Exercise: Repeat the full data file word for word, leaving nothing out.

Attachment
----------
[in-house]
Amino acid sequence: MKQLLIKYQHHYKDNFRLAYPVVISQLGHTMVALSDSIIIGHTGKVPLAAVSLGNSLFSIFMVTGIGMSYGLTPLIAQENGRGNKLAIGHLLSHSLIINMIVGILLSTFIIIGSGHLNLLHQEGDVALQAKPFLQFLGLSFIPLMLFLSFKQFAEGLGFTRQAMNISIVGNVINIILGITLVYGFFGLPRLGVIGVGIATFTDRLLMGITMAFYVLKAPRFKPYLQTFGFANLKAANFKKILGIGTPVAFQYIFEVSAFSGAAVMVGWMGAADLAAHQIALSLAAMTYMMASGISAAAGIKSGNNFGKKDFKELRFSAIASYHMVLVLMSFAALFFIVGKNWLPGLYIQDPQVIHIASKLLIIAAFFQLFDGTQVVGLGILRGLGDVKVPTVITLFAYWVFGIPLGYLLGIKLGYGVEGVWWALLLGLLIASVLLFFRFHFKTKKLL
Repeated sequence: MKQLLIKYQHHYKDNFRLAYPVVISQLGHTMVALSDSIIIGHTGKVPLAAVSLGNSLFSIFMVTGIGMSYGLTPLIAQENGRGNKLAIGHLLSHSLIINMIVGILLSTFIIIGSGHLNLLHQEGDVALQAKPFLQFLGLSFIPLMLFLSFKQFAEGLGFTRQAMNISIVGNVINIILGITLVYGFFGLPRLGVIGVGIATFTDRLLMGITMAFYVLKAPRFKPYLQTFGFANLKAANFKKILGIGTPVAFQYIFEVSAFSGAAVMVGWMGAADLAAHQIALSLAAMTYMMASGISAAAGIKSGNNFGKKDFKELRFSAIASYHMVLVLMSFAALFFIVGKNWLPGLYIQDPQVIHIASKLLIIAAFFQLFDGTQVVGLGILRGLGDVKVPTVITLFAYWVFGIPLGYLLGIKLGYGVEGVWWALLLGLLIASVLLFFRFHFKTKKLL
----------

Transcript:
[in-house]
Amino acid sequence: MKQLLIKYQHHYKDNFRLAYPVVISQLGHTMVALSDSIIIGHTGKVPLAAVSLGNSLFSIFMVTGIGMSYGLTPLIAQENGRGNKLAIGHLLSHSLIINMIVGILLSTFIIIGSGHLNLLHQEGDVALQAKPFLQFLGLSFIPLMLFLSFKQFAEGLGFTRQAMNISIVGNVINIILGITLVYGFFGLPRLGVIGVGIATFTDRLLMGITMAFYVLKAPRFKPYLQTFGFANLKAANFKKILGIGTPVAFQYIFEVSAFSGAAVMVGWMGAADLAAHQIALSLAAMTYMMASGISAAAGIKSGNNFGKKDFKELRFSAIASYHMVLVLMSFAALFFIVGKNWLPGLYIQDPQVIHIASKLLIIAAFFQLFDGTQVVGLGILRGLGDVKVPTVITLFAYWVFGIPLGYLLGIKLGYGVEGVWWALLLGLLIASVLLFFRFHFKTKKLL
Repeated sequence: MKQLLIKYQHHYKDNFRLAYPVVISQLGHTMVALSDSIIIGHTGKVPLAAVSLGNSLFSIFMVTGIGMSYGLTPLIAQENGRGNKLAIGHLLSHSLIINMIVGILLSTFIIIGSGHLNLLHQEGDVALQAKPFLQFLGLSFIPLMLFLSFKQFAEGLGFTRQAMNISIVGNVINIILGITLVYGFFGLPRLGVIGVGIATFTDRLLMGITMAFYVLKAPRFKPYLQTFGFANLKAANFKKILGIGTPVAFQYIFEVSAFSGAAVMVGWMGAADLAAHQIALSLAAMTYMMASGISAAAGIKSGNNFGKKDFKELRFSAIASYHMVLVLMSFAALFFIVGKNWLPGLYIQDPQVIHIASKLLIIAAFFQLFDGTQVVGLGILRGLGDVKVPTVITLFAYWVFGIPLGYLLGIKLGYGVEGVWWALLLGLLIASVLLFFRFHFKTKKLL